We’re assuming you want to carry a reasonably sized mirrorless or DSLR camera as well as at least a couple of spare lenses. If your setup is smaller than this, you may want to consider a small bag or pouch, as the backpacks on this list will likely offer a good deal more space than you need.

Many camera bags have quick-access options, with extra flaps and zips that allow you to swing the bag around and access your kit without having to completely take the bag off. You may also want to think about weatherproofing – some camera backpacks are made from water-repellent fabric, and/or have pull-out rain covers.

If you want to bring a lot of extra items like a water bottle, charging bank, notebook or whatever else, you may want to pick up a bag with external pockets. Some camera backpacks also have tripod attachments. Also, if you’re carrying a lot of weight (like a DSLR and multiple lenses), you may want to look for a bag with a waist belt or harness, which helps distribute some of the weight away from your shoulders. In either case, it’s also worth looking for padded straps. It’s also common for camera backpacks to have laptop sleeves for safely storing a portable computer – useful for being able to edit your images on the go.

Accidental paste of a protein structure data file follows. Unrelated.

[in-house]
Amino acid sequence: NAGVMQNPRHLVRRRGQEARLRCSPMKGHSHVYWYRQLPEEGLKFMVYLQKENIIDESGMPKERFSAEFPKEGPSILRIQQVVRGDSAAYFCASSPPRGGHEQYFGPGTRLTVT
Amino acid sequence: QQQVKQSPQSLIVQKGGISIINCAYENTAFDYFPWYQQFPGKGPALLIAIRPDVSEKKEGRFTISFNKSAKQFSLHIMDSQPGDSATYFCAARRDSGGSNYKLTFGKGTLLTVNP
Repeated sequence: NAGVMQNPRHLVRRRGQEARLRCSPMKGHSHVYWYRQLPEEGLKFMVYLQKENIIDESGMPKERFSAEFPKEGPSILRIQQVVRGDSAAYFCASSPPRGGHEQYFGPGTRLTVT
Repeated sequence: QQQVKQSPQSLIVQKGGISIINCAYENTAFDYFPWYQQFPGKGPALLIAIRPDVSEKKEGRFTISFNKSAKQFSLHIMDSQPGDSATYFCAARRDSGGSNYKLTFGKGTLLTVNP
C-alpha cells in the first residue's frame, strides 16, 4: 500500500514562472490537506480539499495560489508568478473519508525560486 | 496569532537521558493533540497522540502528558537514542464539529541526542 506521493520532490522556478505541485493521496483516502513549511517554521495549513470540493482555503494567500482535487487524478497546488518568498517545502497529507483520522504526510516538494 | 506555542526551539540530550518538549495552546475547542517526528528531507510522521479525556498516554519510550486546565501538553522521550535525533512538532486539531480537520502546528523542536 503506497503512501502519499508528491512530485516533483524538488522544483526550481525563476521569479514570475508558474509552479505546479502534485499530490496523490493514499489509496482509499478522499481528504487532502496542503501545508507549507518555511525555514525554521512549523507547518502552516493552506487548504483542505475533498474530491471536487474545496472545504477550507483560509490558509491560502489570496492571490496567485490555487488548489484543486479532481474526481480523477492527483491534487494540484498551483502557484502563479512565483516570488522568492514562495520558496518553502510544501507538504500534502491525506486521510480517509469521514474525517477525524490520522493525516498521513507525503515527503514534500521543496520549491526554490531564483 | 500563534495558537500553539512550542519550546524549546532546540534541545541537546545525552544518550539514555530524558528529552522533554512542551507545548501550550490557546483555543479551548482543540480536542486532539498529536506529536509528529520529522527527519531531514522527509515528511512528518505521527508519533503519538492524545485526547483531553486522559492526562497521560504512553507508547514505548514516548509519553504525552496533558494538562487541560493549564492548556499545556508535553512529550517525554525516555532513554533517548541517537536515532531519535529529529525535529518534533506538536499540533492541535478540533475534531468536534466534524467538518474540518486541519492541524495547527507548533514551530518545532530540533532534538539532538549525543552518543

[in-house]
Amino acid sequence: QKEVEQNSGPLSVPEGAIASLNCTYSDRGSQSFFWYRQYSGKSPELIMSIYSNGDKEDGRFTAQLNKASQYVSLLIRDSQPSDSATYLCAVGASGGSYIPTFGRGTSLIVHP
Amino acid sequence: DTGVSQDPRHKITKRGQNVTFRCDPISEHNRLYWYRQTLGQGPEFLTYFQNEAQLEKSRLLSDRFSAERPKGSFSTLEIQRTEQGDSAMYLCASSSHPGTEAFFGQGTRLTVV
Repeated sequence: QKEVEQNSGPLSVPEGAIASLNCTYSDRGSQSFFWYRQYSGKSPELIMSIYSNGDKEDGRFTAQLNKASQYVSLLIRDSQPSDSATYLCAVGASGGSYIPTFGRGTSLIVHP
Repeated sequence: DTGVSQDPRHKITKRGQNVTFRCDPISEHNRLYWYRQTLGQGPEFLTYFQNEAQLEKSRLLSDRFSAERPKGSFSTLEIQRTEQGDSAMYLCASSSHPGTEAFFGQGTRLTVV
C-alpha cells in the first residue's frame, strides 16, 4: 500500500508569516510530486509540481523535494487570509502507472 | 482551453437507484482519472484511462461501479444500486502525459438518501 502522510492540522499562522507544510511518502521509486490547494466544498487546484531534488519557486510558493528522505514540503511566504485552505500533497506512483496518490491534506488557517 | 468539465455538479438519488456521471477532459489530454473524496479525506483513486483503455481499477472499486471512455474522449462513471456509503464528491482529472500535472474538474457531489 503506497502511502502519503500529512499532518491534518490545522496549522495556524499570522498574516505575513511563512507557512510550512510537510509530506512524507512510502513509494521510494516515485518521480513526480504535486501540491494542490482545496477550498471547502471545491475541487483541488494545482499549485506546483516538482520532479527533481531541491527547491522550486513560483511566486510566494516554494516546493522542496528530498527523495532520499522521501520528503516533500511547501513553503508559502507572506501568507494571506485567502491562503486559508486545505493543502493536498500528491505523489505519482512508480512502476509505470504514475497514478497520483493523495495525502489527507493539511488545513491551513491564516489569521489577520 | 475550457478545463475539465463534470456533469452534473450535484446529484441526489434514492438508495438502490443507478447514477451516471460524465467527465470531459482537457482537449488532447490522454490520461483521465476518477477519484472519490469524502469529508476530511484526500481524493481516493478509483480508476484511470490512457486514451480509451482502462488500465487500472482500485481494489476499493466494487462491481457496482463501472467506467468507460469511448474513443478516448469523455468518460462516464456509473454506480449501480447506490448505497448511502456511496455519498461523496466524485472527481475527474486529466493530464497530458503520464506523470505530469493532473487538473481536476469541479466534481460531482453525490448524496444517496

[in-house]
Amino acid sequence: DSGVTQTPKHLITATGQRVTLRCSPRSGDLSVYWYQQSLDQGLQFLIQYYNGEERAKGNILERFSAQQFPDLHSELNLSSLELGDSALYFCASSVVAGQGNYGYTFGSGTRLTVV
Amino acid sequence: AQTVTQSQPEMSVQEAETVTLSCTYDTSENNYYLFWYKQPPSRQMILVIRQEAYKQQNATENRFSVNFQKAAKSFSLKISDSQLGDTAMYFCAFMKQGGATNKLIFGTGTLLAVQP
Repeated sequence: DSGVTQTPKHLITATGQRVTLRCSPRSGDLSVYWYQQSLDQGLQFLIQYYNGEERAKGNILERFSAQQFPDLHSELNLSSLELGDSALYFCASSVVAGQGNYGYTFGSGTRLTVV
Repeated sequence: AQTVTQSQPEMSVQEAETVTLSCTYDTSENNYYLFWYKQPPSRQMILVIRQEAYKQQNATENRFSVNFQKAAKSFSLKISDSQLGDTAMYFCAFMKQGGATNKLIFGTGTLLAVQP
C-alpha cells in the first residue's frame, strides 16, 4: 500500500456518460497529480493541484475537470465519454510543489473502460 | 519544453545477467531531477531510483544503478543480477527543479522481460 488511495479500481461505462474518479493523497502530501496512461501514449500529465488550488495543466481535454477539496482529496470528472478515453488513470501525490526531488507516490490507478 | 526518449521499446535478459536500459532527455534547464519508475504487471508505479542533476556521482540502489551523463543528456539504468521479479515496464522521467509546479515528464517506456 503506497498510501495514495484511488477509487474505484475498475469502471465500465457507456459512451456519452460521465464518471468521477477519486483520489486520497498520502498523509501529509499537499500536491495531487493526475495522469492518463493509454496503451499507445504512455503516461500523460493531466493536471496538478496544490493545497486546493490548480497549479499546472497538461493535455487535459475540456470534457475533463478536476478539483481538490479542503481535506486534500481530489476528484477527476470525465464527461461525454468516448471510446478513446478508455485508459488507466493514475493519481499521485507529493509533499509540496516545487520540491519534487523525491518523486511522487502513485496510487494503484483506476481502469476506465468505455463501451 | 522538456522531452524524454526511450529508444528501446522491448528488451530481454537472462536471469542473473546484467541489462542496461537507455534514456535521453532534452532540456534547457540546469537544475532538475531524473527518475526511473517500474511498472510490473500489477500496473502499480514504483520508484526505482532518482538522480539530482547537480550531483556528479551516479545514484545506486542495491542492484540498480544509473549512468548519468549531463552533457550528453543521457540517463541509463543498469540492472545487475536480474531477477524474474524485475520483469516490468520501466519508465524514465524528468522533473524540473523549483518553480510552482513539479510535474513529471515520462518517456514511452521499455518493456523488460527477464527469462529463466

Taking your camera with you on a trip? Have a quick look at our top five carry-on cabin bags for flying with camera kit.

For more kit guides, check out our rundowns of the best tripods to buy and the best kit for wildlife photography. Otherwise, here are our picks of the best camera bags currently available:

Get straight to the point with our quick list of the best camera bags:

Want to know more? Read on as we run through the full specs of every camera bag on our list…

Best backpack for photographers: Manfrotto Pro Light Multiloader Backpack M

Manfrotto Pro Light Multiloader review